I liked the idea of labeling it like opinion pieces; however, I don’t see it working, as true fake news is intentionally published to make people believe it’s true. Those people would not be interested in labeling it as fake. But that would work for satire. I don’t believe it should be illegal, though, as I, too, worry about what it would mean for a free press. I’m not sure, though, how it should be controlled.

Your Opinion

There’s no doubt that fake news is indeed a problem, but what is the right way to control it? How do you feel about the issue?Should it be illegal to publish fake news? Air your thoughts in the comments section below.

6 comments

  1. “Should It Be Illegal to Publish Fake News?”
    To make it illegal, you have to define it objectively and rigorously. The definition of “I cannot define ‘fake news’ but I know it when I see it” just does not cut it. We all “know’ what fake news is but each one of us has their own definition. What it boils down to is that, for most of us, “fake news” is any news we do not like or disagree with.

    ““if the state is allowed to determine what is or isn’t fake, we end up with the very real potential of an unfree press”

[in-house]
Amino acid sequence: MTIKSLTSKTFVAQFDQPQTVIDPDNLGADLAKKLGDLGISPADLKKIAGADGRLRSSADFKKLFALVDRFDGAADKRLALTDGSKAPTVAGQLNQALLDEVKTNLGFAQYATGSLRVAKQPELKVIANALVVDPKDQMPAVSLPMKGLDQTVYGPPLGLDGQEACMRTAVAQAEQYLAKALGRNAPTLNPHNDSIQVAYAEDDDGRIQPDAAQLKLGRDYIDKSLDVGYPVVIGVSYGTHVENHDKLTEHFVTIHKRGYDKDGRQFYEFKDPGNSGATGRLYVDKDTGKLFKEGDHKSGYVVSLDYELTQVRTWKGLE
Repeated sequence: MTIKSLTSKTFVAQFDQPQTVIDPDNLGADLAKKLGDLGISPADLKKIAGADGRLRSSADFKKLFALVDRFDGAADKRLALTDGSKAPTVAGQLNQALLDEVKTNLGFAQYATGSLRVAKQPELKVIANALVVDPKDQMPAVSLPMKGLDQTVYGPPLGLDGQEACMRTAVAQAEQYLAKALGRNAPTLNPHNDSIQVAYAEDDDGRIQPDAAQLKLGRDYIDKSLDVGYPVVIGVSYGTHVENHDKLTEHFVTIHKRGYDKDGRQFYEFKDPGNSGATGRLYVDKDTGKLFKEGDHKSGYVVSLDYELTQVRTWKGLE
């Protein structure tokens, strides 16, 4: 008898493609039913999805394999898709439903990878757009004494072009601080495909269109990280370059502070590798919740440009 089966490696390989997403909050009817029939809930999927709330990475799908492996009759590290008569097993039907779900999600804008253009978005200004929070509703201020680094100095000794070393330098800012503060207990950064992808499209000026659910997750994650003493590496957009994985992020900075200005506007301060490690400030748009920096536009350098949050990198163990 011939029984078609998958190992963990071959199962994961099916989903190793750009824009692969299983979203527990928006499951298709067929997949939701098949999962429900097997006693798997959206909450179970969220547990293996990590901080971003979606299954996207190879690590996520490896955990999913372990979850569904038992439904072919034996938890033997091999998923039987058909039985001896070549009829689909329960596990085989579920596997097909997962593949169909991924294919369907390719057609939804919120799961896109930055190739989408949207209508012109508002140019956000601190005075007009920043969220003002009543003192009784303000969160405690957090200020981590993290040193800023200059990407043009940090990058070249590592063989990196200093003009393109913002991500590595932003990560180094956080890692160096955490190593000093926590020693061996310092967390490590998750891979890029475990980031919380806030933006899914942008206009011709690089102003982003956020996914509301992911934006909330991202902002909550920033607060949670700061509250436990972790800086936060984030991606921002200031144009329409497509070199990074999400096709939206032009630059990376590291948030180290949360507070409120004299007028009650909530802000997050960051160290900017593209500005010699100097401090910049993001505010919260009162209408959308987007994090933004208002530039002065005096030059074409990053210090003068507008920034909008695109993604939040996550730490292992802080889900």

If ANY individual or group is allowed to determine what is and isn’t fake, and enforce it, we end up with an unfree society.

    “Ada sees an unhealthy obsession with fake news to begin with”
    ‘Fake news’ has been with us for thousands of years. Until a few years ago nobody gave a damn about it. People were sensible enough to distinguish the wheat from the chaff. All of a sudden, in the enlightened age of the Internet, we need someone to tell us what is real and what is fake. Have we become stupider?

    “the malicious spreading of false information should be discouraged in some way”
    And do away with the mudslinging of political campaigns?! You mean no more attack commercials??? It would be wonderful if political ads told us the real truth about the candidates.

    “Ryan believes there should be some type of disclaimer”
    That works only if the entity posting the ‘fake news’ knows it is fake. What about the ‘true believers’ who ‘know’ that the Earth is flat, the Moon landings were faked in Hollywood, that more than one shooter was involved in the JFK assassination, or that the US government imploded the Twin Towers on 9/11? You don’t expect them to put a ‘fake news’ disclaimer on information they wholeheartedly believe is true, do you?

    “Should it be illegal to publish fake news?”
    IIRC, the Holy Mother Church declared that Galileo’s discoveries were ‘fake news’ and made any spreading of his ideas punishable with Inquisition, excommunication and burning at the stake. How did that prohibition work out for the Church?

  2. Banning ‘fake’ news goes against the first amendment of the constitution. Fake news has been around forever not just now. What we need is to allow discussion and debate not discourse shutting speech down.